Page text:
My understanding is that an MJ is sort of like an LL.M, but it's designed for non-attorneys. They're typically marketed as degrees that will enhance the individuals understanding of the law. They might have some use for people who work in heavily regulated areas (like healthcare). I believe there are different MJ programs focusing on different types of law.
I really question the degree's utility on a cost/benefit basis. I suppose if you work and field where you regularly interact with attorneys the MJ might help you understand the law and processes better. Is that worth the cost of tuition? Maybe, maybe not. It reminds me of the "Executive JD" that a few schools offer.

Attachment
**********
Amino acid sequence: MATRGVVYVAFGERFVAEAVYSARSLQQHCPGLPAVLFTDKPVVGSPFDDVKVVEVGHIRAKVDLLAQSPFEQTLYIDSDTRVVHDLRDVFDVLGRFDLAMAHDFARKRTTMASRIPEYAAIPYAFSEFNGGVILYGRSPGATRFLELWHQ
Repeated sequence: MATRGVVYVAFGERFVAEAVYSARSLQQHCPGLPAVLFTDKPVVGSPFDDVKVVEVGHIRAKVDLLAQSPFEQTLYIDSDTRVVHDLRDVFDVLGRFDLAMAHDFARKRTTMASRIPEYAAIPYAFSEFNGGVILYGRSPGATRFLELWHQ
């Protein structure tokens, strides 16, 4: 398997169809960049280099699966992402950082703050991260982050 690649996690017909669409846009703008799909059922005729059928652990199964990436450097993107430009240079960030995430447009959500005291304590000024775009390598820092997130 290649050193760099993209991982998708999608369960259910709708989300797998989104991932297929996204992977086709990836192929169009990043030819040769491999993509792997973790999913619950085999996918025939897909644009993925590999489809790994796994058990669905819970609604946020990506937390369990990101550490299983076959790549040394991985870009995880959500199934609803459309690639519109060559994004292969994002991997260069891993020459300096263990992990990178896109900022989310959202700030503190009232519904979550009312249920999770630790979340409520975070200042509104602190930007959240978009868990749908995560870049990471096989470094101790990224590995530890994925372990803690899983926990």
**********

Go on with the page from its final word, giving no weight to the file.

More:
« on: January 02, 2013, 11:16:26 AM »
Well, I'm not exactly sure what you'd do with an engineering degree and an M.A. in jurisprudence. I'm not trying to be overly negative, but I don't think many jobs are looking for that unusual combination.
I'll tell you what you can't do: practice law. Most jurisdictions require a J.D. in order to be eligible to take the bar exam (California has a few unique exceptions). Most of the higher paying jobs in the legal field (those equivalent to what you probably already make as an engineer) are going to require a J.D. and bar membership.
Something like an M.A. in jurisprudence might help with landing job in law enforcement or as a paralegal, but even then some field-specific experience is going to be required (paralegals get trained and licensed, law enforcement go to the academy, etc). Personally, I wouldn't care one whit if a paralegal had an M.A. (or even a B.A.), as long as they had experience and good references. I suspect most employers wouldn't care, either. It's also possible that the degree has some academic value if you wanted to teach, but you'd still need a J.D. regardless.